Conversion of terraced house for shared living

One of the most standardised forms of architecture is the English terraced house, a row house typology where each house and garden is separated by a party wall, drawing a very clear boundary around the family that is supposed to live within it.

In the Eve Road project the ground floor is opened up to create spacious but differentiated rooms, giving the house a new collective character. The first floor, in contrast, is designed almost as cells of solitude for each member of the contemporary household. What we have witnessed as a growing tendency in the city is a growing need for collectivity and privacy, a sense of sharing and solitude.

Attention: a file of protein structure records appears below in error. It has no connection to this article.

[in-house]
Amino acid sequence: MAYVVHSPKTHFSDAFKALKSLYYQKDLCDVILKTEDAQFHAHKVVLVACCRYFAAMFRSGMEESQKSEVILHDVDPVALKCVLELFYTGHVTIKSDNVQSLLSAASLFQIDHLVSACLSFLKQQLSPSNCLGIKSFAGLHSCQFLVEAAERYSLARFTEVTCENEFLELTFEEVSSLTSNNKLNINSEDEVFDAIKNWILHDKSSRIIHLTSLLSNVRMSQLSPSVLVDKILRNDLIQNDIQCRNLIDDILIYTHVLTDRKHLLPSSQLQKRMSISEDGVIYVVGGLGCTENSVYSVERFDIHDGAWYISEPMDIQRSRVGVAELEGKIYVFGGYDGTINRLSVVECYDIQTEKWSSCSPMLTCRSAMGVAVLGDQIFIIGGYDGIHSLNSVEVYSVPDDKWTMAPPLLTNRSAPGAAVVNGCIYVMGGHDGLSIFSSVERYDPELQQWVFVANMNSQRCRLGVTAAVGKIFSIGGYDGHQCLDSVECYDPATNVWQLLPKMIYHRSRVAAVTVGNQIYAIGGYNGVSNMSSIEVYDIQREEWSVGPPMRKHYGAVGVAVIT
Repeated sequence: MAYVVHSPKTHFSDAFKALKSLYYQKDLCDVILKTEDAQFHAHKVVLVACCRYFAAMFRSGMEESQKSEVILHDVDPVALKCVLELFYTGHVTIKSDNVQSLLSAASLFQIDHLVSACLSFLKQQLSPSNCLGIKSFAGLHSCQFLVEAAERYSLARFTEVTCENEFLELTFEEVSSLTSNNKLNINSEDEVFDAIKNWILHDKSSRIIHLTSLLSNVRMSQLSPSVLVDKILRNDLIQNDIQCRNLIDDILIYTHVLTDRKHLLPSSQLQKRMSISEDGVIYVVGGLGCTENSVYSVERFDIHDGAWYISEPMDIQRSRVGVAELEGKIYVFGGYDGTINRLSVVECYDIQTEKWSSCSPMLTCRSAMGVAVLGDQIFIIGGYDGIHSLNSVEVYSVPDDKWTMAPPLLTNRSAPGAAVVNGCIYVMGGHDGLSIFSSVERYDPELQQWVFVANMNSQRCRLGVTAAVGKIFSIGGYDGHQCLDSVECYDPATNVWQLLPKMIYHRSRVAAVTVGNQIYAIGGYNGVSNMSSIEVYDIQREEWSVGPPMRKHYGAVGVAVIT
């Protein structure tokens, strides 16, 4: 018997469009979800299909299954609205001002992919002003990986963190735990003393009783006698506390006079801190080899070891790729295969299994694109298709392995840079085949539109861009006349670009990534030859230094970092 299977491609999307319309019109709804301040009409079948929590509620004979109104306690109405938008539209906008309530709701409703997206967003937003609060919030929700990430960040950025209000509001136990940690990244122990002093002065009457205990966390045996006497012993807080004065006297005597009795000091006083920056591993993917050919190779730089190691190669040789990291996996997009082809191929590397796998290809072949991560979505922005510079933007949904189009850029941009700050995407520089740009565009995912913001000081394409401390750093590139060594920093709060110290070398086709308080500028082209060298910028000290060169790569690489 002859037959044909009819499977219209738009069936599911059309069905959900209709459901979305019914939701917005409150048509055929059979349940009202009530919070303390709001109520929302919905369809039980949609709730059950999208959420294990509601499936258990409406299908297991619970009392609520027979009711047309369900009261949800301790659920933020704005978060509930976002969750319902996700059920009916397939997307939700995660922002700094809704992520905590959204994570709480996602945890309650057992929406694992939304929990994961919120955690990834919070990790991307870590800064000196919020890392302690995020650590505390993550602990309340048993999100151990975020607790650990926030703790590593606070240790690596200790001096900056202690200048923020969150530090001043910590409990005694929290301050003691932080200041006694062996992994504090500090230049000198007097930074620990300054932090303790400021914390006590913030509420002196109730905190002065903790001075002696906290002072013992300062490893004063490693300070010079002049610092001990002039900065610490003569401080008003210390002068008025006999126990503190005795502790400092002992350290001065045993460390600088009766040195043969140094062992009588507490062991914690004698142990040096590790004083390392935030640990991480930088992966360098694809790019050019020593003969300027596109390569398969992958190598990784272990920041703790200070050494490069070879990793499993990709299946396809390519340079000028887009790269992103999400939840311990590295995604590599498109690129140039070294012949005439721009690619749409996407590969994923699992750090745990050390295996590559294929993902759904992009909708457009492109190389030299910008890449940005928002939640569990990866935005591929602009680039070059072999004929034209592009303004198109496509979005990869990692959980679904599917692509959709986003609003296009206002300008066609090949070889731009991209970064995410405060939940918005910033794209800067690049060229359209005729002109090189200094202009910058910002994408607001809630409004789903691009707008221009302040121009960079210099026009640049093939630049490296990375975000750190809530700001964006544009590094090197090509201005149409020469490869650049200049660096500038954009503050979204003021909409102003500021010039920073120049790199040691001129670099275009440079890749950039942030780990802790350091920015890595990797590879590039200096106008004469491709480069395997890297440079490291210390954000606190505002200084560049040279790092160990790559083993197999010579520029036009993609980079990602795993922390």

As our built environment consists almost entirely of standardised elements we should consider how this generalisation of form has an impact on its use and in shaping its user. Consider how the plan of the house has an influence on the life of the people who live in it, and that the house (this supposed place of refuge) always comes charged with a set of prescribed value and ideals.

Architecture plays a fundamental role in prescribing new ways of living, and therefore the project aims to create a form that is able to critique general assumptions about daily life.